It appears that those at the top of the economic scale are doing better than ever. The rest of the world is not....

MATTHEW WILSON, Associate Professor of Political Science, Southern Methodist University

Weston makes some interesting points, but his thesis ultimately rests on a somewhat myopic view of the world.

If by "the world" we mean the United States, Canada, Europe, Australia, and Japan, then one could reasonably say that things are getting better. Rates of crime and violence in these societies are relatively low and generally declining, democracy and respect for civil liberties are universally accepted norms (with some disagreements at the margins), and prosperity and access to high-level technology are widespread. There are, to be sure, very real concerns about sustainability. We have all heard about looming environmental problems (stemming at least in part from cheap transportation). The fragility of the credit economy on which much of the developed world's apparent affluence rests has been highlighted in recent years. Severe social, political, and economic strains await these societies in coming decades, as the lavish promises that their governments have made to retirees collide with their increasing debt burdens and paucity of young, productive workers. For those of us who are people of faith, the growing secularism of the developed world, with its accompanying spiritual rootlessness and anomie, is also cause for alarm. Despite these concerns, however, most of the developed world does seem to be enjoying an unprecedented historical moment of widespread tranquility and affluence.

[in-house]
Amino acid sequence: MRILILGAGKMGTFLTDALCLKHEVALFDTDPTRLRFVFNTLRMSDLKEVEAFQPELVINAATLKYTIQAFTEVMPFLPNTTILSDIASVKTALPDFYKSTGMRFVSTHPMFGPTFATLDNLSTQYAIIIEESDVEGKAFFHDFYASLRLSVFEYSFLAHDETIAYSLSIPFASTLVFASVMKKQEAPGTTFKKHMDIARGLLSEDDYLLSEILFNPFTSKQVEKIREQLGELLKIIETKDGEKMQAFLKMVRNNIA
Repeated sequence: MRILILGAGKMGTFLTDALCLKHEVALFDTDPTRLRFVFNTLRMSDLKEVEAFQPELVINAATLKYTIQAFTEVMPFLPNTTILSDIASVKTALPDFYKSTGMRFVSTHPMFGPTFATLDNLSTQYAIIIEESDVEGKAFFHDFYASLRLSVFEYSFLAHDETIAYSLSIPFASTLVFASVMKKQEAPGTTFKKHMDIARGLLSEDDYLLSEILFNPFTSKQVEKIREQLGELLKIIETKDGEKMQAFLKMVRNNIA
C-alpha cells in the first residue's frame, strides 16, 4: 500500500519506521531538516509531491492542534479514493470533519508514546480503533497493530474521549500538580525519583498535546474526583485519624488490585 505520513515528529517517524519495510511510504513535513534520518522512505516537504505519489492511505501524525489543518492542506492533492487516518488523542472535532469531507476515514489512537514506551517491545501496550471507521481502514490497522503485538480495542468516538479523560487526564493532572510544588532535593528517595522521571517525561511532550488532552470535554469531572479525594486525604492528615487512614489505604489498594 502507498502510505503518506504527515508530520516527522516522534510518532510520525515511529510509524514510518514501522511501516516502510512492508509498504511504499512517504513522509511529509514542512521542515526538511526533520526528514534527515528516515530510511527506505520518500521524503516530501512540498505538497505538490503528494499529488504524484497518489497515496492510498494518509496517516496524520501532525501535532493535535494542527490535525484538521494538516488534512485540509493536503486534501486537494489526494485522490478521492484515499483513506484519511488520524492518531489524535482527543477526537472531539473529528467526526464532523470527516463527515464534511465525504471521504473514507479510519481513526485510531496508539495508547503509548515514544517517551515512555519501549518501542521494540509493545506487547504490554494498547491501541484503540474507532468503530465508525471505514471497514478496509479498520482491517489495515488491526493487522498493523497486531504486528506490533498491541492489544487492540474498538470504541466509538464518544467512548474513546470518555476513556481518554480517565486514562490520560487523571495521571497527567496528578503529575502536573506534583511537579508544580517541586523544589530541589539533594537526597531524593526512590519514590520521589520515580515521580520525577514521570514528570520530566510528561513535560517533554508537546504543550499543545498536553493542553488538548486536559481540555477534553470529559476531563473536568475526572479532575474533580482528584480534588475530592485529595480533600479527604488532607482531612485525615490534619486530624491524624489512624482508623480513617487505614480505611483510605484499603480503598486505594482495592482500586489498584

At the same time, we should realize that with each passing year, those places where things are "getting better" represent a smaller and smaller share of the world's population. According to the United Nations, as of 2000, there were 1.8 people in the most developed countries for every person in the least developed countries. By 2100, this ratio will have more than reversed, as there will be two people in the least developed countries for every one in the developed world (and the two will achieve parity much earlier than this, around 2030).

We are talking here about countries like Nigeria, Haiti, Somalia, Bangladesh, Afghanistan, North Korea, etc. Are things "getting better" in these nations? Sadly, it seems that tribal and sectarian violence are much more the norm than tolerance in these places, and poverty much more characteristic than affluence. What we in the United States (and especially as people of faith) need to realize is that increasingly, this IS the world.

While trends in Western societies are important, they will become less so globally as we continue to contracept ourselves into demographic decline (a point apparently lost on Weston, who points to shrinking populations in affluent countries as a good thing). This, I think, is a necessary corrective to any overly sanguine view of human progress.